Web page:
searching for an ecology of mind. Without it, we have no home,
have no place of our own within creation. … We want a language that… returns us to our own sacredness, to a self-love and respect that will
carry out to others. (p. 60)
This article blends personal quest with scholarship from transpersonal psychology, spirituality, nature writing, and philosophy. It highlights the results of a thematic
content analysis of journal entries made during a week of kayaking with the expressed intention of being in better relationship with a specific lake community. I share how this act shifted my lived experience of being part of the lake community and how this contributed to a more transpersonal and conscious engagement with my immediate environment. Finally, I make the case that we can all achieve this intimacy by cultivating what Maslow (1970) referred to as the plateau-experience, and by incorporating the wisdom of mystics and nature writers.
11215741555_cebfb17859_bPeak Experiences in Nature
What are peak experiences and how do they contribute to awakening to intimacy within the natural world? Peak experiences have been described as feelings of love, well-being, awe, wonder, unity, awareness, and higher consciousness. They come on suddenly and last only a short time, although their effect can last a life time (Maslow, 2011). These transpersonal moments can be triggered through a variety of experiences, such as sports, sex, meditation, nature encounters, creative exploration, and meditation (Taylor, 2012). They have been characterized by “euphoria, noesis, harmony or union with the universe, a profound sense of beauty and love, and ineffability” (Davis, 1998).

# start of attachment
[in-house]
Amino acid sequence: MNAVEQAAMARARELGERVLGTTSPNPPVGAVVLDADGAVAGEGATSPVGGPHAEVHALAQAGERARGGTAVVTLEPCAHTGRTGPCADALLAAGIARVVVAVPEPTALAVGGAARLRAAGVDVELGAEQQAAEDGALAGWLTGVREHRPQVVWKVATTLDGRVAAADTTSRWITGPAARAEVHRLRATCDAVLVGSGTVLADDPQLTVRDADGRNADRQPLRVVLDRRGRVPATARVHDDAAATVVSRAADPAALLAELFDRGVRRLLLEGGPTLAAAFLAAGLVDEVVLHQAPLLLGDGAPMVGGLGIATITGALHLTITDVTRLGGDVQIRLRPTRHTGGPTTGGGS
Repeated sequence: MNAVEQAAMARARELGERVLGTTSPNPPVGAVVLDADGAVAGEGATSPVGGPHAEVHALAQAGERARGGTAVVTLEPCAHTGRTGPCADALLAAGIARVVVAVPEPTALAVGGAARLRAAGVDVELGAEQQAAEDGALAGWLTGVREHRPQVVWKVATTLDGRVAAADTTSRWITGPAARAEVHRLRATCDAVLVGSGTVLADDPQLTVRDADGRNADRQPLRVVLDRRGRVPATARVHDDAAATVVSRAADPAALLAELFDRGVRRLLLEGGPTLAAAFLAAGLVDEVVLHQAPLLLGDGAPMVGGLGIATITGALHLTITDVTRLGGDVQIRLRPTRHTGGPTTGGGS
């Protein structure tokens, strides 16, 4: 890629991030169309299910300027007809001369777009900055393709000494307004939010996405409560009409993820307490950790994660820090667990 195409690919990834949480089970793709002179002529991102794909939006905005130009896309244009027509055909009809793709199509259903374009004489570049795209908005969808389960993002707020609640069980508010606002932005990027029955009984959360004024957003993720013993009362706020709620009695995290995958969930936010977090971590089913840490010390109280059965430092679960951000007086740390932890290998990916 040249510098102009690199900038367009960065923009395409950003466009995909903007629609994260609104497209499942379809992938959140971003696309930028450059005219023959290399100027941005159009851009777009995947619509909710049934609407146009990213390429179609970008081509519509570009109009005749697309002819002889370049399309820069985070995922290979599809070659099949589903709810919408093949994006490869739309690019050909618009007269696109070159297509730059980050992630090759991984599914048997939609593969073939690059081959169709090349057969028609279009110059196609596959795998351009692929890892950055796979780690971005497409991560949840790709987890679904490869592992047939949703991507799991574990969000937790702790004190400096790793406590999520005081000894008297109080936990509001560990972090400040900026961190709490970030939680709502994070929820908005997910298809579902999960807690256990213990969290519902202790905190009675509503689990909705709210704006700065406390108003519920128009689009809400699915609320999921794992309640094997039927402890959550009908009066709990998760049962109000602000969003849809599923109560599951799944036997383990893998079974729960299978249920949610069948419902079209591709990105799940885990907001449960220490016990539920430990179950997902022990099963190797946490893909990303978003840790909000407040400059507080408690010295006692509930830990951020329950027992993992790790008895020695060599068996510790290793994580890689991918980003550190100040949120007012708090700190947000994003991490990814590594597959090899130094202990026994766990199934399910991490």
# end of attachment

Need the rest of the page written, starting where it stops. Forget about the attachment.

Peak experiences often result in increased clarity and compassion as well as refined levels of beauty and truth (Swan 2010). People who have been awakened in these sudden ways sometimes report an increased love of nature, fresh life perspectives, and transformed lives (Coburn, 2006;  Laski, 1962; Swan, 1990).
Poets have often portrayed peak experiences as moments of ecstasy and deep mystical experiences (Frager & Fadiman, 2005). Many scholars believe that peak experiences cannot be created but can be triggered by an experience such as an intense, inspiring occurrence (Frager & Fadiman, 2005; Goswami, 1993 ) or amplified by places such as sacred sites (Swan, 1990). Taylor (2012), who has preferred to use the term “awakening experiences” (p. 74), suggested that certain conditions are conducive for having peak experiences and proposes a psychological-energetic theory of awakening.

These awakening experiences include moments when perceptions and awareness become more intensified and expanded.